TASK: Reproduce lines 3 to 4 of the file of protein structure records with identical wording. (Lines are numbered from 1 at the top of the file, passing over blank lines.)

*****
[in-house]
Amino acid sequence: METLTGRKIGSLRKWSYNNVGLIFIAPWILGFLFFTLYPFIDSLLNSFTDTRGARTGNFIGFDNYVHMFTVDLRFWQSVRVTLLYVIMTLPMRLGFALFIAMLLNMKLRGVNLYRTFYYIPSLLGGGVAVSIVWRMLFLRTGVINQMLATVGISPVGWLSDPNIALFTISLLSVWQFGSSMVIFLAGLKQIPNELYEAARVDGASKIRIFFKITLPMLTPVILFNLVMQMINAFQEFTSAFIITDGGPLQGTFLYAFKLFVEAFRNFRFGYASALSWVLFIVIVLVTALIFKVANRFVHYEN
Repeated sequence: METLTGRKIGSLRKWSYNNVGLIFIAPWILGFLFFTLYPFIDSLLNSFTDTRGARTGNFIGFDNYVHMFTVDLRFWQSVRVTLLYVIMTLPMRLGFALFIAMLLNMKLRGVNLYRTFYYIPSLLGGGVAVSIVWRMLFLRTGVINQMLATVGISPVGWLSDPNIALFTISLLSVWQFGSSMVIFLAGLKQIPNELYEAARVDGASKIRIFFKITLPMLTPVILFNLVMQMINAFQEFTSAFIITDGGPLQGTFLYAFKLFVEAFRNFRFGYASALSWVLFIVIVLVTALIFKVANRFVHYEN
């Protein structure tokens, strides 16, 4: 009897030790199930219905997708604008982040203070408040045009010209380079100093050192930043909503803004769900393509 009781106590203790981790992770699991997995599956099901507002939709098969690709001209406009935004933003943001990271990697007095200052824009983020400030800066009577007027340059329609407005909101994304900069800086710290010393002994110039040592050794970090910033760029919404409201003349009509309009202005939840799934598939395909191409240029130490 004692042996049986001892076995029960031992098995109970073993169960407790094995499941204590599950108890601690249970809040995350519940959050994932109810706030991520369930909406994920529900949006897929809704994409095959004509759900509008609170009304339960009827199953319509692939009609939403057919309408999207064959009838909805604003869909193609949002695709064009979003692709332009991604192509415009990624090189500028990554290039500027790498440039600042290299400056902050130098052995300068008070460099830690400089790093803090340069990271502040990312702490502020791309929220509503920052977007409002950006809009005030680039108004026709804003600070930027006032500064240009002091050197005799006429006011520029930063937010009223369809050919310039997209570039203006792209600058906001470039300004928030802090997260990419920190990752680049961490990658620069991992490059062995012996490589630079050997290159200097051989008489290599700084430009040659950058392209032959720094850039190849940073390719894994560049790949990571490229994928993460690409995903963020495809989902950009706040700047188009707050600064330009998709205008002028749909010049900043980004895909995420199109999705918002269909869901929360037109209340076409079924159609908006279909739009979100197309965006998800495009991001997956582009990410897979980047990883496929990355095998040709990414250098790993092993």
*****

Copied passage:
Repeated sequence: METLTGRKIGSLRKWSYNNVGLIFIAPWILGFLFFTLYPFIDSLLNSFTDTRGARTGNFIGFDNYVHMFTVDLRFWQSVRVTLLYVIMTLPMRLGFALFIAMLLNMKLRGVNLYRTFYYIPSLLGGGVAVSIVWRMLFLRTGVINQMLATVGISPVGWLSDPNIALFTISLLSVWQFGSSMVIFLAGLKQIPNELYEAARVDGASKIRIFFKITLPMLTPVILFNLVMQMINAFQEFTSAFIITDGGPLQGTFLYAFKLFVEAFRNFRFGYASALSWVLFIVIVLVTALIFKVANRFVHYEN
């Protein structure tokens, strides 16, 4: 009897030790199930219905997708604008982040203070408040045009010209380079100093050192930043909503803004769900393509 009781106590203790981790992770699991997995599956099901507002939709098969690709001209406009935004933003943001990271990697007095200052824009983020400030800066009577007027340059329609407005909101994304900069800086710290010393002994110039040592050794970090910033760029919404409201003349009509309009202005939840799934598939395909191409240029130490 004692042996049986001892076995029960031992098995109970073993169960407790094995499941204590599950108890601690249970809040995350519940959050994932109810706030991520369930909406994920529900949006897929809704994409095959004509759900509008609170009304339960009827199953319509692939009609939403057919309408999207064959009838909805604003869909193609949002695709064009979003692709332009991604192509415009990624090189500028990554290039500027790498440039600042290299400056902050130098052995300068008070460099830690400089790093803090340069990271502040990312702490502020791309929220509503920052977007409002950006809009005030680039108004026709804003600070930027006032500064240009002091050197005799006429006011520029930063937010009223369809050919310039997209570039203006792209600058906001470039300004928030802090997260990419920190990752680049961490990658620069991992490059062995012996490589630079050997290159200097051989008489290599700084430009040659950058392209032959720094850039190849940073390719894994560049790949990571490229994928993460690409995903963020495809989902950009706040700047188009707050600064330009998709205008002028749909010049900043980004895909995420199109999705918002269909869901929360037109209340076409079924159609908006279909739009979100197309965006998800495009991001997956582009990410897979980047990883496929990355095998040709990414250098790993092993």